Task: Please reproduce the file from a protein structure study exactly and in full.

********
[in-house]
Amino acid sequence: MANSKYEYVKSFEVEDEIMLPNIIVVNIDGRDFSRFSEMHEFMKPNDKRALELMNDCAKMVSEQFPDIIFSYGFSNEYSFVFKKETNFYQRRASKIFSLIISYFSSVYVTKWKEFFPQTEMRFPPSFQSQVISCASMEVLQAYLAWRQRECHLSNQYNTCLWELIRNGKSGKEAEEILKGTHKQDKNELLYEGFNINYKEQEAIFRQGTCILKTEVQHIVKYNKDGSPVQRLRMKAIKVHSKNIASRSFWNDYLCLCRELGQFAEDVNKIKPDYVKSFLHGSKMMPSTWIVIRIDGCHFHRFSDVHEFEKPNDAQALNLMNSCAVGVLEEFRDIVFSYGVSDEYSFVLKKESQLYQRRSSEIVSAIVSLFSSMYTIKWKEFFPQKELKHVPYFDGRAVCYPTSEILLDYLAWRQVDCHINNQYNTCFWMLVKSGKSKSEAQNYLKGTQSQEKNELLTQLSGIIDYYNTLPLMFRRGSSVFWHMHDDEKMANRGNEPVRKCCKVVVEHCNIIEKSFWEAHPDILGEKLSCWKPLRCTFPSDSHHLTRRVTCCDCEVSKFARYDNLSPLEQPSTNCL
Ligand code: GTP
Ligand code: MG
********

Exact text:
[in-house]
Amino acid sequence: MANSKYEYVKSFEVEDEIMLPNIIVVNIDGRDFSRFSEMHEFMKPNDKRALELMNDCAKMVSEQFPDIIFSYGFSNEYSFVFKKETNFYQRRASKIFSLIISYFSSVYVTKWKEFFPQTEMRFPPSFQSQVISCASMEVLQAYLAWRQRECHLSNQYNTCLWELIRNGKSGKEAEEILKGTHKQDKNELLYEGFNINYKEQEAIFRQGTCILKTEVQHIVKYNKDGSPVQRLRMKAIKVHSKNIASRSFWNDYLCLCRELGQFAEDVNKIKPDYVKSFLHGSKMMPSTWIVIRIDGCHFHRFSDVHEFEKPNDAQALNLMNSCAVGVLEEFRDIVFSYGVSDEYSFVLKKESQLYQRRSSEIVSAIVSLFSSMYTIKWKEFFPQKELKHVPYFDGRAVCYPTSEILLDYLAWRQVDCHINNQYNTCFWMLVKSGKSKSEAQNYLKGTQSQEKNELLTQLSGIIDYYNTLPLMFRRGSSVFWHMHDDEKMANRGNEPVRKCCKVVVEHCNIIEKSFWEAHPDILGEKLSCWKPLRCTFPSDSHHLTRRVTCCDCEVSKFARYDNLSPLEQPSTNCL
Ligand code: GTP
Ligand code: MG